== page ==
Cut to Bill in waiting room, flipping through People's The Year in Pictures. Cut back to close-up of Luke, forehead wrinkled. He thinks his narrator wants him to get out of the cubicle. He waits for Stephanie to finish her spiel, thanks her, and shakes her hand, getting a slight scrape from one of the fingernails. Close-up on Luke's hand, no scratch. The walls seem to pulsate as Luke walks down the hallway to the reception area. He tries to be as blank as possible to Bill.

I'm not sure about this final section. I know that we talked about it ending on the highway with the car being surrounded by bikers on their way to the Sturgis bikers' rally. But now I like the idea of it ending on the highway entrance ramp.

Cut to interior of car pulling out of parking lot. Luke keeps looking straight ahead, as he murmurs, "I'm positive." Long, slow pan from the back of Luke's head to the back of Bill's. There's no reaction in either of their faces or, better, the profiles of their faces. This is the longest shot. They don't look at each other.

Perhaps this scene would be shot in blue screen with the camera in the backseat and the sky surrounding the two heads of Bill and Luke having that old, scratchy, 16 millimeter time lapse exposure, so the clouds seem to be moving at a rapid pace. Flickers, flips back and forth between real sky and blue screen backdrop. Voice comes up on a car radio. "Trying not to think of the future. Just live in the present moment." Something like that. You got that? It comes onto the radio.

Kevin Kelly

I also decided that it was an entirely unnatural and inhumane way to live, and that having a future is part of what being human is about, and that when you take away the future for humans, you take away a lot of the humanness, and that it's not actually a very good thing to live entirely in the present, that one needs to have a past.

Lawrence Steger

Luke comments to Bill, "Live entirely in the present, huh?" Bill drives and looks out the corner of his right eye to see what position Luke is holding his head in. Luke looks outside passenger window and, every once in a while, turns to glance at Bill. Long pause. There's dead air. Cut to Luke's point of view. Car is pulling onto entrance ramp of highway. Luke sees hitchhiker with a sign that he stands for any remote meaning to the narrative. Luke sees himself outside of his own story. He can't read the hitchhiker's sign. He knows that he's on a long silent journey. He leans over to turn off the radio. Cut to black.

[MUSIC - "(UH-OH) GET OUT OF THE CAR" BY THE TRENIERS]

Ira Glass

Well, Lawrence Steger is a Chicago performance artist and filmmaker.

Act Four.

Ira Glass

This is Your Radio Playhouse. I'm Ira Glass. OK, what am I doing right now? What am I doing right now? That's right. That's right. Eye contact.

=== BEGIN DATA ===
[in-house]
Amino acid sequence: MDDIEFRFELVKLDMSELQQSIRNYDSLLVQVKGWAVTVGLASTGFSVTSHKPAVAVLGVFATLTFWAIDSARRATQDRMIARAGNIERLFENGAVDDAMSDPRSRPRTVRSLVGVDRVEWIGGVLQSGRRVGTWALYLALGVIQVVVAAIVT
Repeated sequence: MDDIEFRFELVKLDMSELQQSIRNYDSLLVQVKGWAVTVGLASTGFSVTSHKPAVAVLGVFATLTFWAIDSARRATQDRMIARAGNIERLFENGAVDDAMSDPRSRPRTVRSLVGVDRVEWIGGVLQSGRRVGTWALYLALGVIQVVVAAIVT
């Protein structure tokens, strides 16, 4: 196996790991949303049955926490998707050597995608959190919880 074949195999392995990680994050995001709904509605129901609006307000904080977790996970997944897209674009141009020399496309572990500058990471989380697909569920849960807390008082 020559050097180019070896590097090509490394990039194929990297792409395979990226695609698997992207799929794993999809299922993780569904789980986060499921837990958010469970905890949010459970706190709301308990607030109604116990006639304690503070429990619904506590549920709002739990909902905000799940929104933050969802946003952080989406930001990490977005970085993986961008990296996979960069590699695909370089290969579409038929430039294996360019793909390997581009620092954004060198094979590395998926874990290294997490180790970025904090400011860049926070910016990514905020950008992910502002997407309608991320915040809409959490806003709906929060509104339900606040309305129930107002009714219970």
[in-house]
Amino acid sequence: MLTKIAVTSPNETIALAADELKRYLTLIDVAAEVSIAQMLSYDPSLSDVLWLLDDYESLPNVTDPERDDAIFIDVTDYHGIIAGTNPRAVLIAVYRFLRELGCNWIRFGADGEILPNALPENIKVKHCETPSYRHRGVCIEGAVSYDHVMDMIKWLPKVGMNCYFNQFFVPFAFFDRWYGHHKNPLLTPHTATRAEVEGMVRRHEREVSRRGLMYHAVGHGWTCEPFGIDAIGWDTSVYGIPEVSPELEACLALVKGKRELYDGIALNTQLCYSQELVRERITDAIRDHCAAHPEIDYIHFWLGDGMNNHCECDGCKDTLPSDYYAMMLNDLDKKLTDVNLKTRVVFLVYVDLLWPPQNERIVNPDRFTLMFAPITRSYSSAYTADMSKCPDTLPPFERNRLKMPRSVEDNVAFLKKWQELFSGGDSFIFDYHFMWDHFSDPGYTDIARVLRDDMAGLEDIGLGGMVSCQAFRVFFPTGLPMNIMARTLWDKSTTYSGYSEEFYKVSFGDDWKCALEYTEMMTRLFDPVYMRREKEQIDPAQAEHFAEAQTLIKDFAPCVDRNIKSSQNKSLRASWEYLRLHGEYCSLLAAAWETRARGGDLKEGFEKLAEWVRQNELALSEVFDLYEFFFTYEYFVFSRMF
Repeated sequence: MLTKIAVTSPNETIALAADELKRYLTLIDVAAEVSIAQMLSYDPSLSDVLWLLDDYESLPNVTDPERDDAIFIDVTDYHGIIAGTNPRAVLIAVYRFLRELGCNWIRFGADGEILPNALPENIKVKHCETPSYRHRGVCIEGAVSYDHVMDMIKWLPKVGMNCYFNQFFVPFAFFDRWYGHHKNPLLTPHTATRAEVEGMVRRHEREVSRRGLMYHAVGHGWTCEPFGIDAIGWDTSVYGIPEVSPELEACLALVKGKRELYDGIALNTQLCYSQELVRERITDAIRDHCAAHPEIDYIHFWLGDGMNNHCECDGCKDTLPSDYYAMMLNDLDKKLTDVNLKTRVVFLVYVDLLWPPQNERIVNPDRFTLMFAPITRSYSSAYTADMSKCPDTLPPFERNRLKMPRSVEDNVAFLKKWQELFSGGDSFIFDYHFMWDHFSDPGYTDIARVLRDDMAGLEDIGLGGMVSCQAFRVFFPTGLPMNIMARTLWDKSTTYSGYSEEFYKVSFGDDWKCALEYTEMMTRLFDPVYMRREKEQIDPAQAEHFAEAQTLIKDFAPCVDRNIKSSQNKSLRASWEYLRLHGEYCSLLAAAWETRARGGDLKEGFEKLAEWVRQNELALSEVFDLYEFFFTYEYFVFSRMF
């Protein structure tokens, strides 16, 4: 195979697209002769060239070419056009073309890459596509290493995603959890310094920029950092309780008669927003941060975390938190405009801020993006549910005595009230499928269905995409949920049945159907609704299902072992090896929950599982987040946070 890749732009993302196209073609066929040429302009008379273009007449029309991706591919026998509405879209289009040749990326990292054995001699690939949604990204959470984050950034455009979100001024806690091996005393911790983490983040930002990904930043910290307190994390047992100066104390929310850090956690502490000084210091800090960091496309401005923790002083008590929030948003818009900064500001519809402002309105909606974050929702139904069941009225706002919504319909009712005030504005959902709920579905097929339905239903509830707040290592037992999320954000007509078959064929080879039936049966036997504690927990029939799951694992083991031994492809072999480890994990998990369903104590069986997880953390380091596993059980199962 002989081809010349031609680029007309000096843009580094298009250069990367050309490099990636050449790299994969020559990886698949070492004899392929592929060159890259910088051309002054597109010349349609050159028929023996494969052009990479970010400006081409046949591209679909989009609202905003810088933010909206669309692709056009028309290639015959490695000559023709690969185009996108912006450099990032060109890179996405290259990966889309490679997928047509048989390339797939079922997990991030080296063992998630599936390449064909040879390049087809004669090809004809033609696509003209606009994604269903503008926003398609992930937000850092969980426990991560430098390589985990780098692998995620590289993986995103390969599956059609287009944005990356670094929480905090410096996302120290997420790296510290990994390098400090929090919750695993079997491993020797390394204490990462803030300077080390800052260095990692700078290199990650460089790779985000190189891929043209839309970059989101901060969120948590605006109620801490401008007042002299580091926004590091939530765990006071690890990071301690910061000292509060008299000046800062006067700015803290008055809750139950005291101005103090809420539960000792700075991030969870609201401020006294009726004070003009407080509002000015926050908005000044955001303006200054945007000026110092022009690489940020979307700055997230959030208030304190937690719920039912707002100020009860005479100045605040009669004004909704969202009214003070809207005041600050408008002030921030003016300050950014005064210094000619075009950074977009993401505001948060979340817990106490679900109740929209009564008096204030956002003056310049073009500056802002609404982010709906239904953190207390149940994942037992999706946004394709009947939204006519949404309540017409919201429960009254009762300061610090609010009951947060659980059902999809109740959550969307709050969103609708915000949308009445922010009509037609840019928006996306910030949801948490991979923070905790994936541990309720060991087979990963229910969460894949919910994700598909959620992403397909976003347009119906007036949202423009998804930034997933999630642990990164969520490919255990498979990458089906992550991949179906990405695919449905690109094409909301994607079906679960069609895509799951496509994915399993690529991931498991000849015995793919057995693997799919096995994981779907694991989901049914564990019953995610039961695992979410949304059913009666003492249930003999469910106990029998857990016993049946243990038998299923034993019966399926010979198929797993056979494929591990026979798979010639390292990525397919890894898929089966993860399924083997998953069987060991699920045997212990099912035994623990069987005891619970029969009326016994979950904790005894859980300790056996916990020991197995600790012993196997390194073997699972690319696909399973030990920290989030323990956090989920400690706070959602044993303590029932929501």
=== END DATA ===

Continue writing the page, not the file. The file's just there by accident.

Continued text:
Joe Franklin

Look right in the eye. Eye contact is everything.

Ira Glass

That's right. Advice from the master. OK. Let's review our program so far. Let's just review. Let's just get things straight right now. Our stories so far have been about people whose futures were taken from them and were thrown into the present in one way or another.

I guess when any big emotional moment happens, you are thrown in the present in a really aggressive, aggressive way, whether you choose to or not. You have this hyper sense of reality. Well, the next story is about someone whose future was taken from him when he was wrongly imprisoned for 20 years. And his sentence was commuted two years ago. And he found himself reborn into everyday life.

Ed Ryder

It was like I just-- I don't know. It seemed like the oxygen was even different. You know what I mean? The air seemed to be thinner.

I'll tell you what's been a real kick for me, getting up, cooking breakfast. Making pancakes, and eggs, and bacon, and stuff like that. It sounds drab maybe to the common-- everybody would think of that as, "That's really drab." But for me, that's really exciting. And that's one of the things I always dreamed of doing. I also dreamt of finding a very lovely lady, and I have. Inside, I'm happy. Inside.

Ira Glass

This is Ed Ryder. He was in prison for murder and was doing time in Graterford Prison in Pennsylvania. And a few years ago, a key witness who had testified against him admitted to lying while under oath, and other evidence came forward. He was made a free man. Back when he was in Graterford Prison, he played trumpet, and he sang with a jazz band. And that whole time, he dreamed of this new life, a new life that he would have outside as a professional musician. And that's what he's working on. That's what he's working on right now. And he's playing. He doesn't have a CD yet, but he's playing gigs in the real world.

Ed Ryder

The first time I played, when I got out of prison, I didn't feel compelled to be so exact like I did when I was at Graterford. Inmates are the worst, critical people in the world. They criticize anything you do. In prison, you have a lot of musicians. After all, musicians, they don't make no money, so I guess the first place you find them at is in prison. But you have a lot of guys who are musicians.

And even though they might not be actively playing anymore, they'll be quick to criticize you, whether the chord is not right, or whether you didn't flatten the ninth, whether you didn't raise this fifth, or you guys didn't play the changes right. Although it might not have took away from the structure of the music, it's just that, I guess you can say that prisoners have a tendency to think like classical musicians would. Everything has to be perfect and exact the way it's heard. And everything has to be like that. There's no going against the grain.